1. You will have two types of friends after college: the friends who are worth keeping around, and the ones who, quite simply, aren’t. While watching relationships fizzle will always sting, it’s worth it to devote more time to the friends who will still be there for you 15 years from now.
2. You have value to add to the workforce, even though it might not feel that way right now. Sit down and think about your marketable skills, and all the things you’ve accomplished so far. Write it all down on a piece of paper, if it helps.
3. The boyfriend or girlfriend who is right for you in college might be right for you after college, but they might not be, and if that’s the case, you need to brave enough to move on without them.
4. Even if they’re not letting on to this, everyone around you is terrified. So if you’re scared, you aren’t alone.
5. For every Facebook status someone posts about landing their dream job, there are plenty more people who are still figuring it out, and neither position is better than the other. Remember that most people want what they can’t have, and the grass always seems greener in someone else’s pasture.
6. Not having your entire life planned at 22 is not a bad thing — it’s an open door.
7. Living up to someone’s expectations will never satisfy you as much as trying to figure out what your expectations for yourself are. Of course, the latter is objectively scarier, but there is so much more opportunity for reward if you make yourself your first priority.
8. People will try to lowball you, they will try to tell you that they can pay you no money for a lot of work, or very little money for a lot of work. Someone might even try to convince you to pay them to do work — yes, that actually happens. It is always okay to defend yourself if you feel like you are being taken advantage of, or are being treated unfairly and unkindly.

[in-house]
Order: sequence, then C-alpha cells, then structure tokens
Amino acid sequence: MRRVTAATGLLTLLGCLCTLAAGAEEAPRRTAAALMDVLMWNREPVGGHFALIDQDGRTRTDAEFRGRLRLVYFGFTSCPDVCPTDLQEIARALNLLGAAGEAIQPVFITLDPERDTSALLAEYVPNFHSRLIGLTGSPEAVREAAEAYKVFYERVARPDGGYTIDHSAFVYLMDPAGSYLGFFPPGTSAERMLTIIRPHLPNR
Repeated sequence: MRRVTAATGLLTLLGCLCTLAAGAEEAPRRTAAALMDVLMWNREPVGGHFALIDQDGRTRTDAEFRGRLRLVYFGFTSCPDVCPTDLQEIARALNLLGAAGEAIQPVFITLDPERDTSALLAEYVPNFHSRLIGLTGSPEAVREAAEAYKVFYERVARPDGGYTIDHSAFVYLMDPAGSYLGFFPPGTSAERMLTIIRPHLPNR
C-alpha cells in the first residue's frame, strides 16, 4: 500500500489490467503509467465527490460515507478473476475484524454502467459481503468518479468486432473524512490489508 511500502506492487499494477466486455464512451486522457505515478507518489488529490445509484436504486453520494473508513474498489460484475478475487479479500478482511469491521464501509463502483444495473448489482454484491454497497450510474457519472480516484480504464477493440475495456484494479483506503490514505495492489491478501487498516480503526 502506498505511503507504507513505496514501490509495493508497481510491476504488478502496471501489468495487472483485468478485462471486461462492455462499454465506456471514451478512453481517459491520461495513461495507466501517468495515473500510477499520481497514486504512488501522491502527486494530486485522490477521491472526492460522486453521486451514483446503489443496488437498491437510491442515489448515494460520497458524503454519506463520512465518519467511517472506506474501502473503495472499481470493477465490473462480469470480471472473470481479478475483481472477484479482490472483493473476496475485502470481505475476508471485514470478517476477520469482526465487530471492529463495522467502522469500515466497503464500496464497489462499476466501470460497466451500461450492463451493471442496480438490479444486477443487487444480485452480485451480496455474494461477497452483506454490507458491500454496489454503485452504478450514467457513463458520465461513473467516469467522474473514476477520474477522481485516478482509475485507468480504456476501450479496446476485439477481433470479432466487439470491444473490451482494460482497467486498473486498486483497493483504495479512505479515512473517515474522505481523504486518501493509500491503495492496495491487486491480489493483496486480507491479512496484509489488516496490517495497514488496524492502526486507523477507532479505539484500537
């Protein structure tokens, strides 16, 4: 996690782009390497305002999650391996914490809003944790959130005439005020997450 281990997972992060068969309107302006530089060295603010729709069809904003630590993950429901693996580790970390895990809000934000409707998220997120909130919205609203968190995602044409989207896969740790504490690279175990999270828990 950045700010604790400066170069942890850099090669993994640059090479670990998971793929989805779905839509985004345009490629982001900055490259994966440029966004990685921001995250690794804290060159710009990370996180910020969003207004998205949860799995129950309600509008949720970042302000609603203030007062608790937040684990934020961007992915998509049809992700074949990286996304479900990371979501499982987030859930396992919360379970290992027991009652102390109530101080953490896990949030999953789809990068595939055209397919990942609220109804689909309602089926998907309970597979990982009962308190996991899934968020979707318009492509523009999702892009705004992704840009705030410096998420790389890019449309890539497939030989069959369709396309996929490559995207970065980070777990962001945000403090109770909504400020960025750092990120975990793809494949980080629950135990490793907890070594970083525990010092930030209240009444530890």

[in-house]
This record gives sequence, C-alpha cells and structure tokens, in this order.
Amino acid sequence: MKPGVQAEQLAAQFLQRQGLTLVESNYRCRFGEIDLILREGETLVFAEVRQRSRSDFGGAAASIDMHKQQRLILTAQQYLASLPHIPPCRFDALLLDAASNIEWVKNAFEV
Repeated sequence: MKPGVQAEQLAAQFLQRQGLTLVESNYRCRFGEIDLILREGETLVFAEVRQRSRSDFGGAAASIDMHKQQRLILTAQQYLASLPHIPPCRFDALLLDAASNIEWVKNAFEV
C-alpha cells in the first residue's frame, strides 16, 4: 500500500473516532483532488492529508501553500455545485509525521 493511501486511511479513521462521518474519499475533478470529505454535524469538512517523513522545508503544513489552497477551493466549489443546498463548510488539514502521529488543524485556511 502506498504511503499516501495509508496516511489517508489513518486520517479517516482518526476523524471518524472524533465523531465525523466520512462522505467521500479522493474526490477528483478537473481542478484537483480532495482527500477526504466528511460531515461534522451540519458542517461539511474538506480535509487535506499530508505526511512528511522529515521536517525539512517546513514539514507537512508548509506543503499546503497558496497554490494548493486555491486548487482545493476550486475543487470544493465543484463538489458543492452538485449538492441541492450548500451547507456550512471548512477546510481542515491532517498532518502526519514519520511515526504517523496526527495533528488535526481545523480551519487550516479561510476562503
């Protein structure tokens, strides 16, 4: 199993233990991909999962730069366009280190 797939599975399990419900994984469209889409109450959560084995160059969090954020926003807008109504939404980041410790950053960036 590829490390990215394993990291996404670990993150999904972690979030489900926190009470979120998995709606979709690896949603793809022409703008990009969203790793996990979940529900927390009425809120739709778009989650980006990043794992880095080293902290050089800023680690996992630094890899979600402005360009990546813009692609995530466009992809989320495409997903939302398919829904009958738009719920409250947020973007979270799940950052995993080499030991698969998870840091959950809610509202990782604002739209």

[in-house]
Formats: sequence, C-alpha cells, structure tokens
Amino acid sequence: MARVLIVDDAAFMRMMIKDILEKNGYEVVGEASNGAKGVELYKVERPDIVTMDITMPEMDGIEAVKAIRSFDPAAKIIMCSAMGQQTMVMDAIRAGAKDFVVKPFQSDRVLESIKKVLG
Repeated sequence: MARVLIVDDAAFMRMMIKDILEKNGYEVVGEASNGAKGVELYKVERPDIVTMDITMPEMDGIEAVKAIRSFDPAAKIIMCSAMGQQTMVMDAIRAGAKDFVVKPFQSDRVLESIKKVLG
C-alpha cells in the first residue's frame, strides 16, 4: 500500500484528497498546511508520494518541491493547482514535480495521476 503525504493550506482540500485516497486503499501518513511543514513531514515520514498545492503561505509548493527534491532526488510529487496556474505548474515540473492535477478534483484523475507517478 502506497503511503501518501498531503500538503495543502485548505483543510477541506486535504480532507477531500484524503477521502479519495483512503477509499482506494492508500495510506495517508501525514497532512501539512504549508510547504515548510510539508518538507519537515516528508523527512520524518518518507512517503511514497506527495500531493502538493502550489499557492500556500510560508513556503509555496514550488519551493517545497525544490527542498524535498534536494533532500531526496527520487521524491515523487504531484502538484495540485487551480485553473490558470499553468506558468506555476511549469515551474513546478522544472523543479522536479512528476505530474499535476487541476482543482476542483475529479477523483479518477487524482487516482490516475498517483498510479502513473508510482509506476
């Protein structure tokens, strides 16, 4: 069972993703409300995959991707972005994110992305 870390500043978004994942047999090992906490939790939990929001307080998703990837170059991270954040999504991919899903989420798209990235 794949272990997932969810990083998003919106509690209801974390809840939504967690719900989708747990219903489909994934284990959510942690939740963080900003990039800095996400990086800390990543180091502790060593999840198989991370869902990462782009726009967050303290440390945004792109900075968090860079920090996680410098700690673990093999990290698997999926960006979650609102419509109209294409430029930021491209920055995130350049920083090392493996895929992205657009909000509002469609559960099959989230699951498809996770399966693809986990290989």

9. Being a second semester senior doesn’t actually mean you have to spend every night drinking like it’s the end of the world. However, it also doesn’t mean you have to push yourself into complete panic attacks over life after graduation. During a year where it seems like there is no moderation, try as hard as you can to find some balance.
10. Take time to yourself. Because you won’t see some of your closest friends next year, it might feel like you need to spend every waking moment with them. But you’re processing more than you think right now, and that means you really do need space to recharge.
11. Don’t let a best friend or a significant other push you to move to a place you don’t love, or can’t afford.
12. Wear waterproof mascara to graduation, even if you don’t think you’ll need it. It never hurts to be prepared.
13. Thank your parents when you graduate. Because no matter how much you’ve expressed your appreciation to them over the past however many years, they deserve to hear how much they propelled you forward while you were in college.
14. Don’t be the person who doesn’t participate in any senior events because you’re too busy thinking they’re lame, or believing whatever criticisms your semi-high friends came up with. Show up to something — a dance, a party, or even the weird off-brand concert some colleges throw — just to say you experienced it.
15. Stop picking fights with the people you’re scared to lose because you think it’ll make it easier to part with them. It won’t, and you’ll just end up regretting the time you wasted fighting.
16. If you’re going to pick a class song, try to pick something that isn’t Don’t Stop Believin’.
17. Treat your insides nicely. A diet of beer, buffalo chicken pizza, cereal, and ramen might seem convenient, but it wouldn’t be the worst idea to throw some spinach into that cycle just to shock your system a little. And on this subject, the sooner you start teaching yourself to cook actually edible things, the better off you’ll be as a post-grad (both health-wise and financially).
18. Be honest with the people around you when you’re feeling confident, and when you’re feeling scared about what is to come. This is one of the only times where you have almost everyone you need in your support system just a short walk away, so take advantage of that.
19. Change is scary, jarring, alarming, daunting, and all of that. But remember how scared you were when you had to leave high school for college? Remember how scared you were the first time you had to go to sleepaway camp, or move away from a significant other, or move houses as a kid? You survived all of those transitions, and there’s nothing that should make you think you can’t excel during this one.